The wall should be adequate to transfer loads, such as from its own weight or the roof it supports, safely to the foundations.
If an opening is formed in a wall, the structure above the opening, even if it is relatively small, will need to be supported. Lintels are normally used to provide such support, in one of two ways:
- One lintel (usually made of steel, with insulation integral to it) that supports both the inner and outer leaf of a cavity wall construction. These usually also serve as a cavity tray which directs moisture from the cavity through the outer skin of the wall construction
- Two lintels (made of steel or concrete), one supporting each leaf of a cavity wall construction. Separate thermal insulation and a cavity tray are likely to be required.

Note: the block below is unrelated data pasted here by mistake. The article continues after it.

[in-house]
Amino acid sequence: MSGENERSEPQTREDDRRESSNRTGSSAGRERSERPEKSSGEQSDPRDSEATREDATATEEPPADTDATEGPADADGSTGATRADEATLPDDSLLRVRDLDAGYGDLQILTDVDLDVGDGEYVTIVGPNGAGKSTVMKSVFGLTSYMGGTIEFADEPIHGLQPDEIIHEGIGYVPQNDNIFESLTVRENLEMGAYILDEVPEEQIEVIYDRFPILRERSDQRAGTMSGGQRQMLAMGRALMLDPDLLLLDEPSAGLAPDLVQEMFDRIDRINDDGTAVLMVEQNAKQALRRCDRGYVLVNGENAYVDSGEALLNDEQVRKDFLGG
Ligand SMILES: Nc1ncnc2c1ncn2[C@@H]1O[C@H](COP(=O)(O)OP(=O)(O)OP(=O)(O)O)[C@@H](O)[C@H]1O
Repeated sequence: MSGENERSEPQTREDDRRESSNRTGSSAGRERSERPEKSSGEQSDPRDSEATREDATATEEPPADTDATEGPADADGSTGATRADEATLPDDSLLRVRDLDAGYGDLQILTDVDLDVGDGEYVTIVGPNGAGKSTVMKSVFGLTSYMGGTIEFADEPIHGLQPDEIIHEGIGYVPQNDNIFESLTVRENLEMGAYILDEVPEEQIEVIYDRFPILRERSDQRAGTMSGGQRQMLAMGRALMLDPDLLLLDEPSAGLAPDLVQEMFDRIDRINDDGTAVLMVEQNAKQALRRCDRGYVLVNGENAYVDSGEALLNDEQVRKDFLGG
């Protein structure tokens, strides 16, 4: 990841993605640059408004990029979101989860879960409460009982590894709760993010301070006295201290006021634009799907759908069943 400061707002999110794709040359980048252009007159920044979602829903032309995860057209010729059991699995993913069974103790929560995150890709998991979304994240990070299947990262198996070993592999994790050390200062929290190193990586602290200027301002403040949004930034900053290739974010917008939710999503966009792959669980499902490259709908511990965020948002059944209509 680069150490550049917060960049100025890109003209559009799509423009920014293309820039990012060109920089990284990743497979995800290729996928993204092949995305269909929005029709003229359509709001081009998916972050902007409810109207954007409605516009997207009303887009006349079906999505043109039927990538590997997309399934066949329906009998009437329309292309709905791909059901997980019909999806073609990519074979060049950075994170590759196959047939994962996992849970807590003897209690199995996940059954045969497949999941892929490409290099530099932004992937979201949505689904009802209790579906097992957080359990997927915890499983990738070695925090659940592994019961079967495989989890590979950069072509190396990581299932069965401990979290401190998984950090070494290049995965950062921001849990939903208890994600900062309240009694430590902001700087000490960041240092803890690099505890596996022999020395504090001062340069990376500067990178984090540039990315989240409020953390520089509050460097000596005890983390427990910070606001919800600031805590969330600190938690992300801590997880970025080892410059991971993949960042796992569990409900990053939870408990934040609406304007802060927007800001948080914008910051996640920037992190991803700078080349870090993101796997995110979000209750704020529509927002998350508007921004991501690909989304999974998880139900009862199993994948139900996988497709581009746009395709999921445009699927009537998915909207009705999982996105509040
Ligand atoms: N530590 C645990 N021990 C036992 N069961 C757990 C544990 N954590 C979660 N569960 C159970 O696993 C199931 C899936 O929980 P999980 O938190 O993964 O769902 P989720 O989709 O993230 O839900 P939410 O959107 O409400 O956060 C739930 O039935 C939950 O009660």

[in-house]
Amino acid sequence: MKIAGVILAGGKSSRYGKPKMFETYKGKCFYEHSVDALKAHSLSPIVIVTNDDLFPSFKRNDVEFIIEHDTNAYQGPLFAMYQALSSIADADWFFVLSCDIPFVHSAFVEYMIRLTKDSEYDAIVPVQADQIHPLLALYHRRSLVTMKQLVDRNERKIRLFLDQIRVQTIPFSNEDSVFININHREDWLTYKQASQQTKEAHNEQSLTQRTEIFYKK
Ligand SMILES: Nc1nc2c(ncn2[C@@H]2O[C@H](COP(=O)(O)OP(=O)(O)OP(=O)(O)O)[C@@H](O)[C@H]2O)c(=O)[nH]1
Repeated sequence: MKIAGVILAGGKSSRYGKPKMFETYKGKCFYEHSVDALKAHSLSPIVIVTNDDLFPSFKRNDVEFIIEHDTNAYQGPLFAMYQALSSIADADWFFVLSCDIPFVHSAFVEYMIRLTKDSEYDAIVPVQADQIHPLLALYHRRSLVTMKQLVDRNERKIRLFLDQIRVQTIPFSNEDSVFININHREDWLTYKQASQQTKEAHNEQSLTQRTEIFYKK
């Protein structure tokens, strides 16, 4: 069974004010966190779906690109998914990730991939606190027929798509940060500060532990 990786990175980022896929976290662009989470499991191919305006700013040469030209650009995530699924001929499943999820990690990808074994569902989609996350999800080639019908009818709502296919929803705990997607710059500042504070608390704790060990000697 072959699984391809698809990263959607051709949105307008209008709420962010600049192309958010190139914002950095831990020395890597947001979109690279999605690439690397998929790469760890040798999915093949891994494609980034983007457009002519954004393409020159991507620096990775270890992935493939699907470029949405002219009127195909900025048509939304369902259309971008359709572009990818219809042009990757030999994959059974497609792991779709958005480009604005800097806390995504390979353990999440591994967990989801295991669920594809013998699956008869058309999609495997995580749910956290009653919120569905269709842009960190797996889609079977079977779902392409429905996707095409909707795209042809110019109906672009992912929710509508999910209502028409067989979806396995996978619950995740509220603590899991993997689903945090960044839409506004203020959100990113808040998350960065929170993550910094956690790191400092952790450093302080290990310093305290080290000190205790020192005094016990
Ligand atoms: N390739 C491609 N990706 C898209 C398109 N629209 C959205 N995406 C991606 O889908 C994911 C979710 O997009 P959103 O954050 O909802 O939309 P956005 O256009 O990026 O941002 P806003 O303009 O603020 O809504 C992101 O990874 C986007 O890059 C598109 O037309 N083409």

With solid walls it is good practice to use a lintel where insulation can be installed to avoid condensation.
All lintels should have a suitable bearing onto the wall at each side of the opening. It is best to consult with the manufacturer or an engineer for the correct size lintel and bearing.
Disclaimer - Wales
This is an introductory guide and is not a definitive source of legal information. This guidance relates to the planning regime for Wales. Policy in England may differ. If in doubt contact your Local Planning Authority.